Irving Kristol, "The Philosophers' Hidden Truth," Commentary Magazine, October 1952.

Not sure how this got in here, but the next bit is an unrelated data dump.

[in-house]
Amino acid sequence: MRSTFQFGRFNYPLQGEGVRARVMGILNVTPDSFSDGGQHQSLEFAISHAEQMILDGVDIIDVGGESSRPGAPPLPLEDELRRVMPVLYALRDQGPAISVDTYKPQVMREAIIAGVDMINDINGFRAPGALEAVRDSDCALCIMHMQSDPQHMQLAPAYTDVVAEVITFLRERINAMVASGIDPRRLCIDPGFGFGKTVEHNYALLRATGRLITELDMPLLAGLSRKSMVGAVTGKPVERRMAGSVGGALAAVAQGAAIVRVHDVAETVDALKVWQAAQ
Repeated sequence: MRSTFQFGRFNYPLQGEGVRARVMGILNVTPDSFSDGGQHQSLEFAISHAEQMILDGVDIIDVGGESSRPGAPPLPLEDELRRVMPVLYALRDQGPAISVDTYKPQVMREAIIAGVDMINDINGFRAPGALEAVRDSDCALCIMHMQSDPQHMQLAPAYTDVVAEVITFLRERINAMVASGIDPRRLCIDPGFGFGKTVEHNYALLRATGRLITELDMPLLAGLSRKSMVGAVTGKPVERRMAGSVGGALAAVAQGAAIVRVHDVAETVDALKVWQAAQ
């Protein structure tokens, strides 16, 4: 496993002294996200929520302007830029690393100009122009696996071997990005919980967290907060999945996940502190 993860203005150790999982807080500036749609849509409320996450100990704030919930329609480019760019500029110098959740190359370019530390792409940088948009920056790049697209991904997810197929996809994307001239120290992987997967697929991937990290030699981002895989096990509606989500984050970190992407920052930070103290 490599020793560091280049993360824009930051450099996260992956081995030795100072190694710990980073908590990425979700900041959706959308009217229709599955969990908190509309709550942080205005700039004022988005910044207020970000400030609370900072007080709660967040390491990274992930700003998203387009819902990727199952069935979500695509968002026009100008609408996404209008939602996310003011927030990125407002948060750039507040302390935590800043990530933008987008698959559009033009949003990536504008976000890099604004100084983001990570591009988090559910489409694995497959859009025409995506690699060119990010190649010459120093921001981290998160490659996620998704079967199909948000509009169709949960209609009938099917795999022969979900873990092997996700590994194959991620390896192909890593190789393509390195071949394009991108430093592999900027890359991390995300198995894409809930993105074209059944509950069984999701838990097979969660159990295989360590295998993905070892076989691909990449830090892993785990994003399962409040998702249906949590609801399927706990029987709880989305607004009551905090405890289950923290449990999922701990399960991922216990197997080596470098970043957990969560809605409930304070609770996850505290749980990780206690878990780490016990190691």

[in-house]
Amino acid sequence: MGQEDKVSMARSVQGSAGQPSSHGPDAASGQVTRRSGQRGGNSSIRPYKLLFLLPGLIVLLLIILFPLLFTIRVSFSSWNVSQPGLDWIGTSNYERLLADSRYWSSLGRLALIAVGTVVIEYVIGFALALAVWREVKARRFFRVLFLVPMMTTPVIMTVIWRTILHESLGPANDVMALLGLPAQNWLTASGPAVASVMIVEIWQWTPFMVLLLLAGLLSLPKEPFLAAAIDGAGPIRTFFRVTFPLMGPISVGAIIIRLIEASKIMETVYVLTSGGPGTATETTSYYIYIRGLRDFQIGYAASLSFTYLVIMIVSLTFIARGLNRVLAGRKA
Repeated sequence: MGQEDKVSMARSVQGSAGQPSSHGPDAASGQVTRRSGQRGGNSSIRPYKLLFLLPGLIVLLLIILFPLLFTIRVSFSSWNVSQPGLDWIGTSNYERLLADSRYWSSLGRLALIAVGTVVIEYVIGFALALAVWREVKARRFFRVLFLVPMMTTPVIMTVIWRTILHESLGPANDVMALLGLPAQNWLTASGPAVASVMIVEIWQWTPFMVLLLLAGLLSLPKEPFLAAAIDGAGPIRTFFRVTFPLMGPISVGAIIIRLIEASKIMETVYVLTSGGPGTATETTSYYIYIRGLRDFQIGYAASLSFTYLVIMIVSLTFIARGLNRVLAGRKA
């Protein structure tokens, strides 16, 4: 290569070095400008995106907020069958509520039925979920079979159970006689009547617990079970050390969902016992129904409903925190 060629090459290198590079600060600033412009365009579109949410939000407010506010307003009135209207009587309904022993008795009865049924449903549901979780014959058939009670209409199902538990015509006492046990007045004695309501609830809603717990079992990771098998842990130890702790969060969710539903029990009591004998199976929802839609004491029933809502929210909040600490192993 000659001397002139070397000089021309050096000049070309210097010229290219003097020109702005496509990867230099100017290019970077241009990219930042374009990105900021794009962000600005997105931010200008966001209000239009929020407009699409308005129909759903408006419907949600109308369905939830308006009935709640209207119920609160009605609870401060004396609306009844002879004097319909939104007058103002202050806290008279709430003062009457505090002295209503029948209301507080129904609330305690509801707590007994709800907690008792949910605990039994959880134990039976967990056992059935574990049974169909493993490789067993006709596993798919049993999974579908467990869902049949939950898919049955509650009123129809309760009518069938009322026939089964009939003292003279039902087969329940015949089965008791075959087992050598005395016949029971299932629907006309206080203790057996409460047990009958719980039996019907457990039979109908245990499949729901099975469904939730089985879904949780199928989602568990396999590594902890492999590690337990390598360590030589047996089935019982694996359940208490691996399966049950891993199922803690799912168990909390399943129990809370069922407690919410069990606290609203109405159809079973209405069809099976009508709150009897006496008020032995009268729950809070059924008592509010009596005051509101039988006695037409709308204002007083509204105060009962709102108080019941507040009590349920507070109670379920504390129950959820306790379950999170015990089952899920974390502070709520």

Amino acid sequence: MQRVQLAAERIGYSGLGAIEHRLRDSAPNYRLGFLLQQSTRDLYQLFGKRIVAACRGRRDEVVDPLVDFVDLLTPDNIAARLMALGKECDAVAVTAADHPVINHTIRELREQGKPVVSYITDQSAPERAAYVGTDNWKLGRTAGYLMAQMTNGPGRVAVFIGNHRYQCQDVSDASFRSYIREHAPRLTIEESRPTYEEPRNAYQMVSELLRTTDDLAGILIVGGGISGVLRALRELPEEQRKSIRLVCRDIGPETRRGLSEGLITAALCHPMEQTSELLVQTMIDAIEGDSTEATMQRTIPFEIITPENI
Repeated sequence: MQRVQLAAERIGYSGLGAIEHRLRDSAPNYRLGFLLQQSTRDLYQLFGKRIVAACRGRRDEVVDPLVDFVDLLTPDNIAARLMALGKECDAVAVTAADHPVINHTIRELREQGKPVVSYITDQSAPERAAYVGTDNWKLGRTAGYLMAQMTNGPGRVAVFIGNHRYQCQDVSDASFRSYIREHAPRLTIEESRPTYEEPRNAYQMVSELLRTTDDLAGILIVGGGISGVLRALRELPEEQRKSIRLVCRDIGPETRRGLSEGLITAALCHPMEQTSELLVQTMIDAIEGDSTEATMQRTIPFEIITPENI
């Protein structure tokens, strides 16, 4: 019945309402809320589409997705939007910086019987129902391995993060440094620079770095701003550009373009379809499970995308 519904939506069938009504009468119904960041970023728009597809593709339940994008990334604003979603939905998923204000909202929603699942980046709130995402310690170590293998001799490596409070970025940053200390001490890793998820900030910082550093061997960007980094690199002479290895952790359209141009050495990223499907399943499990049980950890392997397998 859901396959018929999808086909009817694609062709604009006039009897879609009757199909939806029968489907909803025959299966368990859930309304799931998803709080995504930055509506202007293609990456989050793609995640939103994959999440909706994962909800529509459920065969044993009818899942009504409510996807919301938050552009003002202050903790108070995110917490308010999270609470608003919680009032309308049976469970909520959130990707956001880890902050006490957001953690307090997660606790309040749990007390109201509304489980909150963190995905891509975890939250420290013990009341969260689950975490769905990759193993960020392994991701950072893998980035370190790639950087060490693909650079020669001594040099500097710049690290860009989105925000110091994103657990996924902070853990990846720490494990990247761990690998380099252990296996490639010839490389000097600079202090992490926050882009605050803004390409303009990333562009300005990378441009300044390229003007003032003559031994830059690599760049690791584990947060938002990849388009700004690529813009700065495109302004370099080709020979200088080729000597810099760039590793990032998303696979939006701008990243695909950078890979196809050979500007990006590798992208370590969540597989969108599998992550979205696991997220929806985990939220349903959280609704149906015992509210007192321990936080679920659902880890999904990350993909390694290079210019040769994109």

It is to the answering of this question, and not only with regard to Plato but also as it affects all pre-Enlightenment thinkers of significance, that Professor Leo Strauss—distinguished occupant of the Charles Merriam chair of political science at the University of Chicago and guest professor at the Jewish Theological Seminary’s Institute on Theology—is devoting himself. It is his thesis that few, if any, of the Great Books in philosophy and political philosophy written before the French Revolution inaugurated the era of journalism can simply be “read,” no matter how vigorously the student (or the instructor) is exhorted to do so and no matter how earnestly he applies himself. They have to be studied, and in a special way; for if they are truly great, it is probably their intention to conceal as well as to reveal, and they do not yield their secrets easily. In other words, the Great Books contain, besides their exoteric teachings as piously summarized in textbooks, esoteric doctrines reserved only for the most intelligent and perceptive. It must be admitted that this sounds rather preposterous— but only until one has read Professor Strauss, after which it appears astonishingly plausible.